In Brief
  • If time is an objective measurement yet can feel subjective is it real?
  • In this Big Think video, Bill Nye explores whether time is real, and wonders which undiscovered truths of time might be waiting out there to be discovered.

Bill Nye On Time

The same period of time can feel mind-bendingly fast or achingly slow. Bill Nye weighs in: is time subjective? And what does it measure?

Bill points out that “time” is the single English word for this fourth dimension. While we describe periods of time like evening or morning, when it comes to time itself, it’s just called time. This, says Nye, makes him feel that time is both subjective and objective.

Both engineering and science depend on the accurate, objective measurement of time. Producing enough food, finding our way around, and understanding the physical forces that affect us here on Earth — each of these require an accurate (if not absolute) measurement of time. The reason that we need to measure time externally with precise instruments is because our minds lose track of time too easily. If we could naturally keep track of time without any tools, it would be too great a constraint on the way that we, as humans, think.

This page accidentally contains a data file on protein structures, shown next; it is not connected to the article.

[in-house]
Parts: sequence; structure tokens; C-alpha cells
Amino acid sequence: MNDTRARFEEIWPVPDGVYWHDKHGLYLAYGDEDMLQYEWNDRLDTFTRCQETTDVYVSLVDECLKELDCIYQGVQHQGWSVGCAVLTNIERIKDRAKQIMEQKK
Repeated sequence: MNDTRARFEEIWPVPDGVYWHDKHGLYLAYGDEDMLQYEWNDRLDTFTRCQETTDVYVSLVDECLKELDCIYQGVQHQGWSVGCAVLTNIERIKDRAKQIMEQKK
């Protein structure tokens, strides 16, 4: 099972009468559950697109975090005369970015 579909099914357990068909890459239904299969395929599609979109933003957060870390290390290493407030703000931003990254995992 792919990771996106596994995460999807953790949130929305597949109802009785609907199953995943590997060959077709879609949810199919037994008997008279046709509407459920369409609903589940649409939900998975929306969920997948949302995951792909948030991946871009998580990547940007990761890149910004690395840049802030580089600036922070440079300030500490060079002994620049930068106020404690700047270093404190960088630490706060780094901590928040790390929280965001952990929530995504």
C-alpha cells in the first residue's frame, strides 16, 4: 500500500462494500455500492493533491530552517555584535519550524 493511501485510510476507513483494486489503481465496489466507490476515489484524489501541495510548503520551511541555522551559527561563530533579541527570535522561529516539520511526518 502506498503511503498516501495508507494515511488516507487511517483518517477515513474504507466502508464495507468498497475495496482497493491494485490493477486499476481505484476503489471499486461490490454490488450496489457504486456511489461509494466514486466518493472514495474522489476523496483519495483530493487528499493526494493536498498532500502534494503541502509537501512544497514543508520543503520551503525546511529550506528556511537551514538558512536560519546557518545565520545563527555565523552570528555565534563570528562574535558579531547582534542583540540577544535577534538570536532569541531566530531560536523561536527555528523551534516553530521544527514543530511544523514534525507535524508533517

This leads Bill to consider philosophical questions such as what is possible to know, and when things in the future will happen, if at all. He points out that while it’s easy enough to say that technically you can’t be certain of knowing much of anything about the future, there’s a lot we can know objectively by observing what’s around us, and that includes the passage of time.

He closes by pointing out that in his grandfather’s time, no one knew what relativity was, because no one had discovered it yet. He wonders what similar mysteries we might be unaware of now, which undiscovered truths that will be revealed by the passage of time.